Kin. Let me see thy gloue. Looke you,
    This is the fellow of it.
    It was I indeed you promised to strike.
    of Henry the fift.
    And thou thou hast giuen me most bitter words.
    How canst thou make vs amends?
    2762.1Flew. Let his necke answere it,
    If there be any marshals lawe in the worell.
    Soul. My Liege, all offences come from the heart:
    Neuer came any from mine to offend your Maiestie.
    You appeard to me as a common man:
    Witnesse the night, your garments, your lowlinesse,
    2770And whatsoeuer you receiued vnder that habit,
    I beseech your Maiestie impute it to your owne fault
    And not mine. For your selfe came not like your selfe:
    Had you bene as you seemed, I had made no offence.
    Therefore I beseech your grace to pardon me.
    Kin. Vncle, fill the gloue with crownes,
    2775And giue it to the souldier. Weare it fellow,
    As an honour in thy cap, till I do challenge it.
    Giue him the crownes. Come Captaine Flewellen,
    I must needs haue you friends.
    Flew. By Iesus, the fellow hath mettall enough
    2780In his belly. Harke you souldier, there is a shilling for you,
    And keep your selfe out of brawles & brables, & dissentiōs,
    And looke you, it shall be the better for you.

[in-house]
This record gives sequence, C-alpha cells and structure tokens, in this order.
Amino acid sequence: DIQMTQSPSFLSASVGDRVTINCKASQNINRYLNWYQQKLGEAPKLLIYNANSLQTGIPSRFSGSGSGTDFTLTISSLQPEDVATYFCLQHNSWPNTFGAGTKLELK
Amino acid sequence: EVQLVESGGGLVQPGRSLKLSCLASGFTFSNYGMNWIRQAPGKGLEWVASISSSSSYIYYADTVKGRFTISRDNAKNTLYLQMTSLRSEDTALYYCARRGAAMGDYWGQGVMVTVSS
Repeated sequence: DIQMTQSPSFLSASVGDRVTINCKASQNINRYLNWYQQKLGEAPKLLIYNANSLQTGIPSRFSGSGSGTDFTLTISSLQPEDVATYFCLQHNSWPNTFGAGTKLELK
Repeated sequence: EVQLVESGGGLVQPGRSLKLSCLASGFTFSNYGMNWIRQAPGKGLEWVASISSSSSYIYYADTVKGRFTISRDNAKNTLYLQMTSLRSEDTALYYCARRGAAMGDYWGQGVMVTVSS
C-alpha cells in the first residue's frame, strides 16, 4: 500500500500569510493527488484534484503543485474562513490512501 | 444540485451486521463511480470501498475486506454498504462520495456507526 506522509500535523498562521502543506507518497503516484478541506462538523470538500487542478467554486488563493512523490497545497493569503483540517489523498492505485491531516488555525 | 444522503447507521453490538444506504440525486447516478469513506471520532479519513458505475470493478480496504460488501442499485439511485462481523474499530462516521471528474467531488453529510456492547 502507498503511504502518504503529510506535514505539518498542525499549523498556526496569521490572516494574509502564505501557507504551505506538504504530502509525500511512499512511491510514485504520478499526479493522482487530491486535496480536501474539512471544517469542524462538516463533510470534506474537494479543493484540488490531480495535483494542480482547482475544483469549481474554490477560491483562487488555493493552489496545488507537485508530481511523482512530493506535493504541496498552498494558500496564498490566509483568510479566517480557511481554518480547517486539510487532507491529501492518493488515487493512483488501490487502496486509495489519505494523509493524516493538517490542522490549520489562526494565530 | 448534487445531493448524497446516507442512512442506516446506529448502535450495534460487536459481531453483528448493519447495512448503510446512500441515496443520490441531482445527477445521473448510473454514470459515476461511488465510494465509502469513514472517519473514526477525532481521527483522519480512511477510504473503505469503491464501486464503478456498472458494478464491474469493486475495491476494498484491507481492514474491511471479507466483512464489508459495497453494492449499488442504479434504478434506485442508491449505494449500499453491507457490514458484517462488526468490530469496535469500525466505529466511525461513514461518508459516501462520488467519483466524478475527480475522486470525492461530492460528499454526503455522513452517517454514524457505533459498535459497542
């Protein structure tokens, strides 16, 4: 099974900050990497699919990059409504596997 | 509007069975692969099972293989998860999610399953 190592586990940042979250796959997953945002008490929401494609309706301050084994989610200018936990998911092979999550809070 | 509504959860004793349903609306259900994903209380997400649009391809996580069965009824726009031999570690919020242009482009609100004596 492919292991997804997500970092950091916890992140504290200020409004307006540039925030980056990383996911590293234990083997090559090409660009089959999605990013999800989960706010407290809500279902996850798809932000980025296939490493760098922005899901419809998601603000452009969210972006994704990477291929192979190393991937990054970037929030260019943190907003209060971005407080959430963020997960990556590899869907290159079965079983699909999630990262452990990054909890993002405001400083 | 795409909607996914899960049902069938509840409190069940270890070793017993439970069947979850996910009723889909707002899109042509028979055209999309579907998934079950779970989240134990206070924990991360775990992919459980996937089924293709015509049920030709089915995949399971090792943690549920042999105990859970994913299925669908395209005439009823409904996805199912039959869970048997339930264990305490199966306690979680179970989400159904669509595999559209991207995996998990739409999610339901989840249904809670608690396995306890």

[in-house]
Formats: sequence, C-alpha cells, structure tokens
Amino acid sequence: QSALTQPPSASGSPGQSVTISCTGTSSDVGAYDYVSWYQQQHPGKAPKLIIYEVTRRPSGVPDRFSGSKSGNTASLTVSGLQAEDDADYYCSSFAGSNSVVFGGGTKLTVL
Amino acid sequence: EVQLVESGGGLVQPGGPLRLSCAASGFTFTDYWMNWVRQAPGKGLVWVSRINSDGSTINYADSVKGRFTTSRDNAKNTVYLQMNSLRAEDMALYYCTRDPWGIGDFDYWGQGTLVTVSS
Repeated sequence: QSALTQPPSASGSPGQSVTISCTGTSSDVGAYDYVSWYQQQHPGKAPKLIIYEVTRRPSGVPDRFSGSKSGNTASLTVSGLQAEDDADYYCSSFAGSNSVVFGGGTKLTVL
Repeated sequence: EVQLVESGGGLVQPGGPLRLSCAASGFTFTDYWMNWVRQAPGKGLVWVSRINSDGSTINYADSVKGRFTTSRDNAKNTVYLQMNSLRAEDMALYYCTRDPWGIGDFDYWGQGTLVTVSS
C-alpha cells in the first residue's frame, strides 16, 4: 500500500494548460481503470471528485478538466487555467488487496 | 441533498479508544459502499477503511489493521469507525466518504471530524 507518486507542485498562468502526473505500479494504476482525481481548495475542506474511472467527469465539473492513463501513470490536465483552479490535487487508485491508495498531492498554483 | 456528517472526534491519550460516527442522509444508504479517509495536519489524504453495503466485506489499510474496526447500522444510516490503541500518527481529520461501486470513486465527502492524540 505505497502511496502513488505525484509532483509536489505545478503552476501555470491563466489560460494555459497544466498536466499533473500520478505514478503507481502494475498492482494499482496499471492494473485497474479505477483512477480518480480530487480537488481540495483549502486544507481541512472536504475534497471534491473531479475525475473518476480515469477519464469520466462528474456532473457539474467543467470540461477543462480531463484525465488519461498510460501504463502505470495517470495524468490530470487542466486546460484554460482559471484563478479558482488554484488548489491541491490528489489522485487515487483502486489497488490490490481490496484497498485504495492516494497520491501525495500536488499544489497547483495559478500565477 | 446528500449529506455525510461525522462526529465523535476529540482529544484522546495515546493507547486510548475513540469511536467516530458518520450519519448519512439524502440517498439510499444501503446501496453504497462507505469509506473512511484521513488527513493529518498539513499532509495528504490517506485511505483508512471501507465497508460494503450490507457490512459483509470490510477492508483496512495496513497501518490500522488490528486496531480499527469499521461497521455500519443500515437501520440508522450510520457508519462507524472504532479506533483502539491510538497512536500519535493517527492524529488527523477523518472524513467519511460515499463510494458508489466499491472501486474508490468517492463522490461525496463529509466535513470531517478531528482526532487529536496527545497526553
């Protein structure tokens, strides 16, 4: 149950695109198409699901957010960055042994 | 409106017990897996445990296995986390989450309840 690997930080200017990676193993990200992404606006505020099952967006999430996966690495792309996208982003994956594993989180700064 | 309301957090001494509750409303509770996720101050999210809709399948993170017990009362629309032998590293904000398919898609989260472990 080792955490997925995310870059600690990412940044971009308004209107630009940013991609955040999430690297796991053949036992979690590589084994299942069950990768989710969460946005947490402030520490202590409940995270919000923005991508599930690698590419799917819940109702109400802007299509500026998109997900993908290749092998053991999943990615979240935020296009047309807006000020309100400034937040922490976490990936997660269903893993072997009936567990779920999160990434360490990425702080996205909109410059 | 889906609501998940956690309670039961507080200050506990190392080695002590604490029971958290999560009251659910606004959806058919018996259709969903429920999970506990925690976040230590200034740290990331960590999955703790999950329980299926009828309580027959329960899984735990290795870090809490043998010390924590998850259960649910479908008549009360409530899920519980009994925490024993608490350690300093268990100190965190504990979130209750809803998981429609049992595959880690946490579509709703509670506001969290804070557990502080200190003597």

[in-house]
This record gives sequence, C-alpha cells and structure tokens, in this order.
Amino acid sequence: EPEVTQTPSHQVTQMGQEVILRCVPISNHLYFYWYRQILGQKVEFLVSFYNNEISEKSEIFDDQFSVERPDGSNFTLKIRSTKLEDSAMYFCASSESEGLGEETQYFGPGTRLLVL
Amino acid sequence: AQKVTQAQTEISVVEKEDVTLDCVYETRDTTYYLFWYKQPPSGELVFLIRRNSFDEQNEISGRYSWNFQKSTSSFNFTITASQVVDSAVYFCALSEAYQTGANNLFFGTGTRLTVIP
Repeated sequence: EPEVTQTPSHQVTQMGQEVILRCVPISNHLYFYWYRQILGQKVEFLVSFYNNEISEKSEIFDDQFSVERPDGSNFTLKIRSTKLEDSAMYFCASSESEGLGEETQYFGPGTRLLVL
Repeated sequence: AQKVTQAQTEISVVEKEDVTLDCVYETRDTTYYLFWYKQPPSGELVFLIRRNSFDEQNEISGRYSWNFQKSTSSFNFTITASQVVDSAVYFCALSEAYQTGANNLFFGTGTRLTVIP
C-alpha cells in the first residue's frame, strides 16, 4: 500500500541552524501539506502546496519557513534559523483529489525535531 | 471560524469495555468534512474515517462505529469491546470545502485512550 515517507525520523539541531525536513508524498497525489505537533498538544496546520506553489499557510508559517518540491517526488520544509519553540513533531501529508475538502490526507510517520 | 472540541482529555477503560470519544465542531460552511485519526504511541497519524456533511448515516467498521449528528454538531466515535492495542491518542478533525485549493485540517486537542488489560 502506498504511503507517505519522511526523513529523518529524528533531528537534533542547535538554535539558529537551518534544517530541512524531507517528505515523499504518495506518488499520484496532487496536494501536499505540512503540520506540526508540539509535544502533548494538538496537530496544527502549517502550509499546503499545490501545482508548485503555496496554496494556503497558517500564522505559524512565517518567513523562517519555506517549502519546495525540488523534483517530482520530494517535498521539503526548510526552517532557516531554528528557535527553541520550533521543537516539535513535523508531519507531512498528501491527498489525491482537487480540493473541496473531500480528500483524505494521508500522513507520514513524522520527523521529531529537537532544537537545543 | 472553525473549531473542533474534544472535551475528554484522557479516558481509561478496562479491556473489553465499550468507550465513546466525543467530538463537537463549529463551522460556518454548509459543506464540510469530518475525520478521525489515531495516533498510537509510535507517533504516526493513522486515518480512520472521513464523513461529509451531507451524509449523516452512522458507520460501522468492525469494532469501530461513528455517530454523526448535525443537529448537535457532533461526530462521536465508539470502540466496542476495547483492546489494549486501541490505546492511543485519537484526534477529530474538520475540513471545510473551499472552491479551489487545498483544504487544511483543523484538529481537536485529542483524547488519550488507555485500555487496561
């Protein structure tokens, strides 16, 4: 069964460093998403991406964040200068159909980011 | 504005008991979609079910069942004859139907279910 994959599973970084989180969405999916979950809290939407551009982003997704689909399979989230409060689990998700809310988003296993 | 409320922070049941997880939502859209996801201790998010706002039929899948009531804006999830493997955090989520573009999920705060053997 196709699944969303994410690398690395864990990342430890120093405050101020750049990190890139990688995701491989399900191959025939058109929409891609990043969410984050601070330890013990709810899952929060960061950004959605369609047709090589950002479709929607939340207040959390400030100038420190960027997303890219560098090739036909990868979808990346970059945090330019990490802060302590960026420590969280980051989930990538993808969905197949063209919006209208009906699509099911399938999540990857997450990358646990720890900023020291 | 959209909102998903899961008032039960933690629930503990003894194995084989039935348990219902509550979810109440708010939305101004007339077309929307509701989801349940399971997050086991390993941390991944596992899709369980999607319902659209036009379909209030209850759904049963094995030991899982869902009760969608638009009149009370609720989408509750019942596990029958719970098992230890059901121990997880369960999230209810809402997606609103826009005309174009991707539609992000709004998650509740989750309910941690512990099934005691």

Soul. Ile none of your money sir, not I.
    2785Flew. Why tis a good shilling man.
    Why should you be queamish? Your shoes are not so good:
    It will serue you to mend your shoes.
    2790Kin. What men of sort are taken vnckle?
    2795Exe. Charles Duke of Orleance, Nephew to the King.
    Iohn Duke of Burbon, and Lord Bowchquall.
    Of other Lords and Barrons, Knights and Squiers,
    Full fifteene hundred, besides common men.
    This note doth tell me of ten thousand
    2800French, that in the field lyes slaine.
    Of Nobles bearing banners in the field,
    F 3 Charles
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    Charles de le Brute, hie Constable of France.
    Iaques of Chattillian, Admirall of France.
    The Maister of the crosbows, Iohn Duke Alōson.
    Lord Ranbieres, hie Maister of France.
    The braue sir Gwigzard, Dolphin. Of Nobelle Charillas,
    Gran Prie, and Rosse, Fawconbridge and Foy.
    2818.1Gerard and Verton. Vandemant and Lestra.
    2820Here was a royall fellowship of death.
    Where is the number of our English dead?
    Edward the Duke of Yorke, the Earle of Suffolke,
    Sir Richard Ketley, Dauy Gam Esquier: